The French Diaries!

The French Diaries: Part 10 “The Call of Britain!”

I waited there for hours, reading my book and staring at the door, waiting for him to come back. 

The door clicked open, but it wasn’t Edouard who came in, but the other couple’s son from his operation. Within minutes of greeting each other, the son had a reality tv show playing on his phone, his mother was playing the game on her phone and the father was watching a soap drama on his.

No headphones. No nothing. Just three different sounds blasting against one another. Why couldn’t they talk with one another? Coming back to civilisation has been a stark wake up call for me, seeing how often mobile phones and technology is constantly used. 

I can’t remember the last time I saw a teenager walking down the street without their face glued to the screen, relying on Instagram likes, Snapchat and Facebook notifications to boost their self esteem. 

I can’t stand it. I want to take these teenagers to the woods, take away their technology and their contour makeup kits and show them how amazing they are without all of this junk. Show them how to climb a tree. Show them how to make a den. Show them how jumping in puddles and getting dirty is actually fun. No one even knows what they’re capable of.  

No one knows what they can achieve. I’m concerned for the new generation of teenagers. I’m concerned for their hearts and their self belief. I’m concerned for the well-being of this family before I launch into a foul-mouthed English tirade about manners, etiquette, tea and biscuits. 

I continued to stare at this family as they were transfixed to their screens, not realising that their actions were graining against every fibre of my being. Eventually I pointedly whipped out my headphones and attempted to listen to my music. But only one of the headphones worked and my hearing was filled with the sound of explosions, shouting amidst the cheery repetitive tune of some candy crush game. 

But for some reason my British sensibility told me to be quiet. It got the better of me. I didn’t want to be rude and didn’t want to point out what they were doing was so obviously impolite in the fear of seeming so myself.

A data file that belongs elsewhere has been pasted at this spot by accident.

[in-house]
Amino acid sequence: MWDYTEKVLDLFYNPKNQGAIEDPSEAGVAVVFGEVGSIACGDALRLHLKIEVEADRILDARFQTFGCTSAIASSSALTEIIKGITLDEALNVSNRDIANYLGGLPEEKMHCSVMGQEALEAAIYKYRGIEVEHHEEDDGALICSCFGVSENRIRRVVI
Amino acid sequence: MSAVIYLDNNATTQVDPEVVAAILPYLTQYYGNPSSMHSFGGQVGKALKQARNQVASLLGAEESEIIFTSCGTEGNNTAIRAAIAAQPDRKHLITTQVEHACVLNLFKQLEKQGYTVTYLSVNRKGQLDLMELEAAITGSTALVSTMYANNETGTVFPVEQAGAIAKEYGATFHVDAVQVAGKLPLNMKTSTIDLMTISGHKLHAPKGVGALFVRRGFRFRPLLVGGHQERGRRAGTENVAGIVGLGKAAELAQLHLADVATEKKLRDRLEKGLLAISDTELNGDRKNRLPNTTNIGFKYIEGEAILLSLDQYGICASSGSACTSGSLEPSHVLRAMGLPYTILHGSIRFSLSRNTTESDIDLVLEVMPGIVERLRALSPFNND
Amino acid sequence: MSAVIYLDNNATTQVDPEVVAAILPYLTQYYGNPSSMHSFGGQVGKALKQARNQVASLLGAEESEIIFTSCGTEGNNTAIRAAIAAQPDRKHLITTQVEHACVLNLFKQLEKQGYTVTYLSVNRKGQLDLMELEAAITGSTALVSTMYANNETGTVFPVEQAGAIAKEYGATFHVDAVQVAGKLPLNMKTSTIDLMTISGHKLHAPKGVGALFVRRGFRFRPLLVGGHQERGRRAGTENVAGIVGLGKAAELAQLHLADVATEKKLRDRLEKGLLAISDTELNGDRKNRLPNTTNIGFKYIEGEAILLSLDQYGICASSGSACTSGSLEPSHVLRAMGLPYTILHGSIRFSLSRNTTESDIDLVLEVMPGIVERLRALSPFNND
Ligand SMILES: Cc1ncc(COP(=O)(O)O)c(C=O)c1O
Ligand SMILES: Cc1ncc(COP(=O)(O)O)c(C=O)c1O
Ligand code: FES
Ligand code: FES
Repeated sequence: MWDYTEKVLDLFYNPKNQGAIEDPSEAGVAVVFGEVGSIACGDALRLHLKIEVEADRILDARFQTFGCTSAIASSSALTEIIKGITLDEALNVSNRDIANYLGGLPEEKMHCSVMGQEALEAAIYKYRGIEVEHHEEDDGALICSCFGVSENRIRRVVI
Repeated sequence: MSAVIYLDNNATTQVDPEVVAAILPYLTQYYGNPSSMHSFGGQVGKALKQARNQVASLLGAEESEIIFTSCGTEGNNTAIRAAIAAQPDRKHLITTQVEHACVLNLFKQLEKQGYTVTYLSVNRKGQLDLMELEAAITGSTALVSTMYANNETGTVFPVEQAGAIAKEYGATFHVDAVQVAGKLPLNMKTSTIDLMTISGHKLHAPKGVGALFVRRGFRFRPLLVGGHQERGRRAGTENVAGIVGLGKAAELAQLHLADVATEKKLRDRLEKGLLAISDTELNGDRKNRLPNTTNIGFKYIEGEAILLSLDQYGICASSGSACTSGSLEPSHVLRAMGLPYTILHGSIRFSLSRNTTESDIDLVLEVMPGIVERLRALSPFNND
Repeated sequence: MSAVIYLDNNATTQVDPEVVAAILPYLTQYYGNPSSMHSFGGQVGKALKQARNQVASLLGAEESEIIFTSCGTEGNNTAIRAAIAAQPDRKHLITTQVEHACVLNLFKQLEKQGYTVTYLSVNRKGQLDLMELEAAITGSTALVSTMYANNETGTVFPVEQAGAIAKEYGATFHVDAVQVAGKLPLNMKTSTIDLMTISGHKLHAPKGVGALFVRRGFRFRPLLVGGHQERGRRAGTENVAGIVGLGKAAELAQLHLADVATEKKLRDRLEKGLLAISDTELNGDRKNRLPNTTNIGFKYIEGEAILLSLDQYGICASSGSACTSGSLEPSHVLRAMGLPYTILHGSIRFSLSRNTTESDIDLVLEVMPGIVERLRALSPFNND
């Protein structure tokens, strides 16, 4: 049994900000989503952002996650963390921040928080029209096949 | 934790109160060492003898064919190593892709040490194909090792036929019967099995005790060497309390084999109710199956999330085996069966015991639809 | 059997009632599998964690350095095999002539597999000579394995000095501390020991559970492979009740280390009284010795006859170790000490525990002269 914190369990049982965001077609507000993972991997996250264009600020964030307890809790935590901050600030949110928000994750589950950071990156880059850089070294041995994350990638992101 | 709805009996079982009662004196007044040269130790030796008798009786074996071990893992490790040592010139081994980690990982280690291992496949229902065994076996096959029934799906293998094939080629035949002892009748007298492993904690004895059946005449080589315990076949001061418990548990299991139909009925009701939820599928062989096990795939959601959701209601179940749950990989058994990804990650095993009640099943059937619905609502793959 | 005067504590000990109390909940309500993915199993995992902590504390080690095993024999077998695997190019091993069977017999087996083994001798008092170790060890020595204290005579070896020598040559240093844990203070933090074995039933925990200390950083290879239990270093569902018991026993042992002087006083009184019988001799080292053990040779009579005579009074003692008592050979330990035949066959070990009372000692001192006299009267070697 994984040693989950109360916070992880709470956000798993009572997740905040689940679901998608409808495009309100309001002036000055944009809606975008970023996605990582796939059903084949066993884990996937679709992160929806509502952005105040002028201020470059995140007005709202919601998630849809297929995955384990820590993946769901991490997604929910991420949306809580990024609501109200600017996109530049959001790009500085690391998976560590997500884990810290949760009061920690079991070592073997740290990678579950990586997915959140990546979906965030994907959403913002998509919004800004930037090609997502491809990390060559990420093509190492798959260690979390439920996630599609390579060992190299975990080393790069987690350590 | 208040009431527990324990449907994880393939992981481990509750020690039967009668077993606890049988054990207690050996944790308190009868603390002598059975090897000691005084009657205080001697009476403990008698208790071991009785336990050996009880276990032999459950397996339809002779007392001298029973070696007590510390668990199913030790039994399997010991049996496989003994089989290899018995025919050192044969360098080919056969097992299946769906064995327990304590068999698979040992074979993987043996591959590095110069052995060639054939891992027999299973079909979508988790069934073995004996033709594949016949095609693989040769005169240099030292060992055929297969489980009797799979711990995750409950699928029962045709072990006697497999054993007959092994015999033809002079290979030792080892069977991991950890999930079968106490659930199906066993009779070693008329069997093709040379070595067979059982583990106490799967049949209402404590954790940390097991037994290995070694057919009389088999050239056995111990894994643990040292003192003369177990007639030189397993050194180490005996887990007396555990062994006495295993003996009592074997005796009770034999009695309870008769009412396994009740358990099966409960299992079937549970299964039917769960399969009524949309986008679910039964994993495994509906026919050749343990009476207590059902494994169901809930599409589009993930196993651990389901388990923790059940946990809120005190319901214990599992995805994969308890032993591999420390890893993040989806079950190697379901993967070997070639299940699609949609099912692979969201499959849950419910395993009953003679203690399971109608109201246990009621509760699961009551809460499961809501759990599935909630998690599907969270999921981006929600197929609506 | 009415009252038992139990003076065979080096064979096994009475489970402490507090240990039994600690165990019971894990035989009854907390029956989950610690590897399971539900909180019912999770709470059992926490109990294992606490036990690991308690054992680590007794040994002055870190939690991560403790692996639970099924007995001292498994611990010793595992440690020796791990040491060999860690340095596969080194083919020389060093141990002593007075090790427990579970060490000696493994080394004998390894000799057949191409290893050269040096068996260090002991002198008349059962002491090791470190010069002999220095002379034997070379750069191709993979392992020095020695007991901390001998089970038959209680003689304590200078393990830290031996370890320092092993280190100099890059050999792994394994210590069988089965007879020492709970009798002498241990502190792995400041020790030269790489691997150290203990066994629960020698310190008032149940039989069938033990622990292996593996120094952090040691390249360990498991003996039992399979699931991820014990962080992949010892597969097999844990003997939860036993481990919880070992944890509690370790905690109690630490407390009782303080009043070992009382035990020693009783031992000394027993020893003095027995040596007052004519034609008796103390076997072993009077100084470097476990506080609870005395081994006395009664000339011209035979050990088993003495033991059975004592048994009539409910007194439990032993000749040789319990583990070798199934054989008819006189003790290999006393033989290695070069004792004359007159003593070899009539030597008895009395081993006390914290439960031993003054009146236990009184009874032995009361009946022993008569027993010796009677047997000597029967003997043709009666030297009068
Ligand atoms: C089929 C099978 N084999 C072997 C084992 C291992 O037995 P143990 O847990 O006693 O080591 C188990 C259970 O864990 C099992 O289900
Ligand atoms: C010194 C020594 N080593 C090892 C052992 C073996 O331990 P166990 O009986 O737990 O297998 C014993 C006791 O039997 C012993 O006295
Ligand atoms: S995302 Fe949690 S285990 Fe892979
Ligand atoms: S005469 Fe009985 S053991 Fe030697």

God damn our English manners. 

Suddenly there was a knock at the door. The same female doctor who had helped Edouard walked in with a smile. 

“It went very well,” she told me with a friendly nod. “He has a beautiful nose!” 

I breathed a sigh of relief and watched her walk over to the family. Not one of them looked up to listen to her as she spoke to them about their son’s operation, but continued to stare at their phones watching their games and their programmes as she continued to speak. 

My jaw dropped, wanting to once again say something, imagining myself standing up and saying something great, full of grandeur and righteousness.  But I remained seated, my tongue useless and paralysed with frustration in my mouth. I knew that whatever I had to say would not be understood anyway. 

My majestic sentences full of righteousness would be lost like dust on the wind, useless and forgotten as the family continued to tap away with their hardened fingertips against the “like” symbol on their phones. 

I lay back on Edouard’s bed, irritated and glared at the ceiling, waiting. 

Eyes drifting shut, he finally arrived. I jumped off the bed as they brought Edouard in, pulling the other bed out. He blinked at me dazed, his eyes huge as he tried to take in his surroundings. 

“Love, are you ok?” 

He saw me and nodded, grabbing my hand. I breathed a sigh of relief before I felt his hands run down over my backside. I blinked in surprise and looked up at the family. They were none the wiser, their eyes constantly downcast at the myriad of bright lights and colours. 


“Yes, yes, Edouard I’m glad you’re ok,” I said, trying to hide the fact that he was grabbing my ass in his drug filled stupor. A silly grin covered his face as I tried to pry his hands to himself. “Get some rest, love.” 



Finally he fell back to sleep and my bum cheeks were safe once more. Hours later after he recovered, it was up to me to drive his 1980’s 4L Renault.  

I stared fearfully at the vehicle as I led Edouard down the street, his face a bandaged concoction of bruises, swelling and watering eyes. I had never driven on that side of the road before. Had never driven a car that old before. I breathed in deeply as we got into the car, thanking God for the slow progress of city traffic for once, taking my time and using plenty of pressure for the ancient breaks. 

The next few days was about keeping Edouard comfortable, although he was his usual self. The mask irritated him a lot, making him itch and scratch his face constantly. I was surprised at how quickly his face healed as the doctor removed it the following week. “It’s not the same nose!” he gasped. The doctor had explained to us that she had fixed two breaks, the first being when he was eighteen whilst playing basketball. His nose now resembled what it would have looked like in the first place.